This investigation was conducted to test whether topical nitroprusside (NP), a cytosolic guanylate cyclase activator, would increase the level of cyclic GMP and alter O2 consumption or blood flow in the cerebral cortex of rats. Male Long-Evans rats were used in a control (n = 9), low dose NP (n = 13, 10-3 M) or high dose NP (n = 12, 10-2 M) group. Nitroprusside or saline was topically applied to the right side of the cerebral cortex and the left side was used as a control. The cyclic GMP level was determined in five rats in each group using a radioimmunoassay. In the o ther rats in each group, regional cerebral blood flow was measured by [14C]iodoantipyrine and regional arterial and venous O2 saturations were determined microspectrophotometrically. Nitroprusside significantly increased the cyclic GMP level from 21.4 ± 12.0 pmol/g (contralateral cortex) to 52.2 ± 36.7 pmol/g (NP treated cortex) in low dose nitroprusside group and from 19.9 ± 22.6 pmol/g (contralateral cortex) to 58.5 ± 15.1 pmol/g (NP treated cortex) in high dose nitroprusside group. High dose nitroprusside significantly increased cerebral blood flow from 80 ± 11 ml · min-1 · 100 g (contralateral cortex) to 114 ± 11 ml · min-1 · 100 g (NP treated cortex). However, there was no significant difference in O2 extraction and O2 consumption between the NP treated cortex and contralateral cortex in either the low or the high dose NP groups. In the high dose NP group, the O2 extraction was 8.0 ± 1.3 ml O2 · 100 ml-1 in the treated cortex and 8.8 ± 1.5 ml O2 · 100 ml-1 in the contralateral cortex, while the O2 consumptions in the NP treated cortex and contralateral cortex were 8.1 ± 1.3 ml O2 · min-1 · 100 g-1 and 7.3 ± 1.2, respectively. Thus, NP increased the cyclic GMP level without a significant change in O2 consumption in the cerebral cortex. Our data suggested that O2 consumption in the cerebral cortex was not affected by the increased level of cyclic GMP.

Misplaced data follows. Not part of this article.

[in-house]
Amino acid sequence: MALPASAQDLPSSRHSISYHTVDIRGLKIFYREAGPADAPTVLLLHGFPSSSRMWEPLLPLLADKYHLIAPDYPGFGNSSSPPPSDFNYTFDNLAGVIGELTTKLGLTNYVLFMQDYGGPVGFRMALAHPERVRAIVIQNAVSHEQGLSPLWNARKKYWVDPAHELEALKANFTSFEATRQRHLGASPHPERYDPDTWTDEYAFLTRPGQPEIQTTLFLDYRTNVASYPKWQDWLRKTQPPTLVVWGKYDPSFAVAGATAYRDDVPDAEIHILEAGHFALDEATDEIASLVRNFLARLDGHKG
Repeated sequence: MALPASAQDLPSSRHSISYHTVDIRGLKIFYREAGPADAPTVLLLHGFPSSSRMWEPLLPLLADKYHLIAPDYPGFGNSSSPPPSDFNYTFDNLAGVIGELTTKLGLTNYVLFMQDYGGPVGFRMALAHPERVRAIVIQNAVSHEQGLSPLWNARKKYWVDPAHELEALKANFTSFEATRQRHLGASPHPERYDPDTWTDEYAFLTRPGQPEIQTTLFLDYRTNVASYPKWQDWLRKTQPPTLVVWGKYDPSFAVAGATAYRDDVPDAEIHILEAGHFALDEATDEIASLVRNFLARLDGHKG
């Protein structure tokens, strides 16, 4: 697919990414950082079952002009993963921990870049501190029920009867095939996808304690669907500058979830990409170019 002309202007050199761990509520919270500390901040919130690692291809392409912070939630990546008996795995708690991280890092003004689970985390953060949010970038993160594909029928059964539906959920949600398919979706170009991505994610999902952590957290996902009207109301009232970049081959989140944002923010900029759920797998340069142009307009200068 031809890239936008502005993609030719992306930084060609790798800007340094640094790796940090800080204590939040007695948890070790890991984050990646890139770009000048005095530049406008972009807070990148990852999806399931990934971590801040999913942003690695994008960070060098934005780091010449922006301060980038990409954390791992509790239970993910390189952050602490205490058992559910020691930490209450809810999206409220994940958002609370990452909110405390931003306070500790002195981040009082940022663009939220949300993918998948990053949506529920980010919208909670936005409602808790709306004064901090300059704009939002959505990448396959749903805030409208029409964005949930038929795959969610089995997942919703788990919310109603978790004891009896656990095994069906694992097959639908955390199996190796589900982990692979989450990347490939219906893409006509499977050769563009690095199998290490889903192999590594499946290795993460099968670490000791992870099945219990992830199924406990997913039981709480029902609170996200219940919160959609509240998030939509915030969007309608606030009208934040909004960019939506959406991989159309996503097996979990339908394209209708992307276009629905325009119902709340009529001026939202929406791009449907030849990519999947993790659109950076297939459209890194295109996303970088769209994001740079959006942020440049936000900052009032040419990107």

All Science Journal Classification (ASJC) codes
- Developmental Biology
- Molecular Biology
- Clinical Neurology